The lake house was set on a solid rock foundation, the property had an outdoor swimming pool, bell garden, four large, 35-foot round rooms, seven bedrooms, and five full baths.
But it was more than a house. It was the spiritual home of Cash and the artistic and cultural universe he created, drawing the likes of Bob Dylan, evangelist Billy Graham, Carl Perkins, Brooks & Dunn, and other high priests and priestesses of the music industry, entertainment and political worlds. The place was memorialized in a song by Cash’s daughter, Rosanne Cash, "House On The Lake."
After Johnny and June both died, six months apart in 2003, the house was sold to singer Barry Gibbs and his wife, who were undertaking a massive renovation. Their plan was to pay homage to Cash and his legend by inhabiting the famous home, but that never happened.
The home burned down during the remodel. The event prompted none less than the Oak Ridge Boys to remark that it might have been God’s will; no one else but Johnny Cash was meant to live in that house.
Johnny Cash spent his final days at this ranch house he owned across the street from his lake house.
What is less known, however, is that Cash wound up living in the house he owned across the street at 187 Claudill Drive. The ranch home (photo right) was built by the same architect, and Cash had used it to house his own parents prior to their passing.
"He spent his last days there after it was harder for him to get around in a wheelchair in the lake house," said Stan Peacock, whose father-in-law — a former Grand Ole Opry musician — bought the house from the Cash family in 2004.
The ranch house, which was always referred to as "Mama Cash’s house" because it was where Cash’s mother lived, has been listed for sale for a modest $595,000. It once housed some very unique Cash mementos, including the Gold Record for Cash’s major hit: "I Walk The Line."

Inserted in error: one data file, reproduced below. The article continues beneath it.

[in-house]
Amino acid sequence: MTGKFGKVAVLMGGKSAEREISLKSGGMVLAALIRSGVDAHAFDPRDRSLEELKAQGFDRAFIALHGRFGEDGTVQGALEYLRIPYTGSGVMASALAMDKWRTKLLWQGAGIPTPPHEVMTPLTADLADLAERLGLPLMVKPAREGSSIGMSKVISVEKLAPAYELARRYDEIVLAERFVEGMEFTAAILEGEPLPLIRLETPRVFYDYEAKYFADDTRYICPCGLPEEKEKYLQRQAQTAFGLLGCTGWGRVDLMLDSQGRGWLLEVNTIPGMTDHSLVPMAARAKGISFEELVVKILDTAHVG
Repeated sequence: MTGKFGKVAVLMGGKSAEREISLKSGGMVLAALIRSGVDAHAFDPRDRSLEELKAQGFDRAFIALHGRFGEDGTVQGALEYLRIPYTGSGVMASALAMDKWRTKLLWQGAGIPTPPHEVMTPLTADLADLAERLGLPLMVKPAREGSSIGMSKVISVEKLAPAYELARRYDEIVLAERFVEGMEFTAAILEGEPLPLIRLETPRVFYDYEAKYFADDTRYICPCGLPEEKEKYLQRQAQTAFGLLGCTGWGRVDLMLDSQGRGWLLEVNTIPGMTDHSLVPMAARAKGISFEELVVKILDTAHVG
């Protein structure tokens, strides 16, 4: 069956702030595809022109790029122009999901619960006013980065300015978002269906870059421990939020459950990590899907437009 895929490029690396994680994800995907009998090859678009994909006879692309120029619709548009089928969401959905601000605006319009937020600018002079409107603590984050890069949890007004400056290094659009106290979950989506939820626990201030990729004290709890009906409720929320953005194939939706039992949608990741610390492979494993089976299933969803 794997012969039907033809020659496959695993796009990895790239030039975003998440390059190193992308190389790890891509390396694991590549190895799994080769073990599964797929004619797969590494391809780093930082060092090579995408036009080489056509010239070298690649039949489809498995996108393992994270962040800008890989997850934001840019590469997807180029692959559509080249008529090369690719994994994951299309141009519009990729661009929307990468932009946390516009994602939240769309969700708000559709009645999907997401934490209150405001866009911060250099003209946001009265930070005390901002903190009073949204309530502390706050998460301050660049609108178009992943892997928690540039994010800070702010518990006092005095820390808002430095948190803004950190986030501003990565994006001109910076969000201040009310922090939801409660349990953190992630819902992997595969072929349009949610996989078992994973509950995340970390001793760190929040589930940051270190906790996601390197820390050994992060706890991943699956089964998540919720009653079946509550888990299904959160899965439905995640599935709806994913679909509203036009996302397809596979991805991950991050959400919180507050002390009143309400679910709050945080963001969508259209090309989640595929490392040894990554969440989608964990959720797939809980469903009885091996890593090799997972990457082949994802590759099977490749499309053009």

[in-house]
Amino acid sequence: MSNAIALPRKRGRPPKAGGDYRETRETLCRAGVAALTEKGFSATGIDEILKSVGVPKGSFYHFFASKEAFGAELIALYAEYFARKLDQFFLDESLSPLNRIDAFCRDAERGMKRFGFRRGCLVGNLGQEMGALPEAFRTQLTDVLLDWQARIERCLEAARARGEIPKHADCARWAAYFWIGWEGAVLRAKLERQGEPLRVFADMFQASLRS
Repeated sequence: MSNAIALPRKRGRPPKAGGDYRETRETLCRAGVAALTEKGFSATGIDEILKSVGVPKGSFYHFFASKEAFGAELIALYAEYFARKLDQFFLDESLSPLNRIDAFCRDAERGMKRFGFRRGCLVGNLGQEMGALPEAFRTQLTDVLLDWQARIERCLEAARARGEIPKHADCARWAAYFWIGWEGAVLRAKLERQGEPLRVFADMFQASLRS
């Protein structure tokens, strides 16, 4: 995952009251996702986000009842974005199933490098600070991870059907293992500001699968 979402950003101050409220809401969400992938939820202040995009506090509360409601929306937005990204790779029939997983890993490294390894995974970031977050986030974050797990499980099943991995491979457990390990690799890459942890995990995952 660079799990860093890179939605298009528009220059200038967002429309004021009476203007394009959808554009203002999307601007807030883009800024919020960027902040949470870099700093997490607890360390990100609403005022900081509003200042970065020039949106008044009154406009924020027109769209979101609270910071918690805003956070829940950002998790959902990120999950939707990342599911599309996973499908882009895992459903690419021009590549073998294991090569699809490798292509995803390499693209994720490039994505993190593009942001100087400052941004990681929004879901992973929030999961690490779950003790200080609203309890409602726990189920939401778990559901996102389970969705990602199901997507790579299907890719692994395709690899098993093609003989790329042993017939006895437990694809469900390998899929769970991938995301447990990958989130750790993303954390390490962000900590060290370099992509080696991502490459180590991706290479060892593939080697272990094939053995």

The Band at Big Pink
"Big Pink House." Photo/Big Pink Basement.com
We’re not sure there’s a house so singularly identified with a band, The Band, and its iconic, genius collaborator, Bob Dylan, where an album was written and recorded and still celebrated for its dramatic and enduring success.
Welcome to "Music From Big Pink," where the house used by The Band generated one of the greatest albums of all time. Located just outside of Woodstock in upstate New York, Big Pink was a rental property found by The Band member Rick Danko (may he rest-in-peace), who in turn brought in Dylan, who used the place as a retreat and place for experimentation that resulted in songs like "Chest Fever," "The Weight" and "Long, Black Veil."
In addition to "Music From Big Pink," the pink-sided dwelling also spawned "The Basement Tapes."
Since 1998, Big Pink has been owned by Don and Susan LaSala, who call themselves stewards of this musical shrine. Good thing, since many fans of The Band and Dylan continue to make pilgrimages to the grand, pink house of music.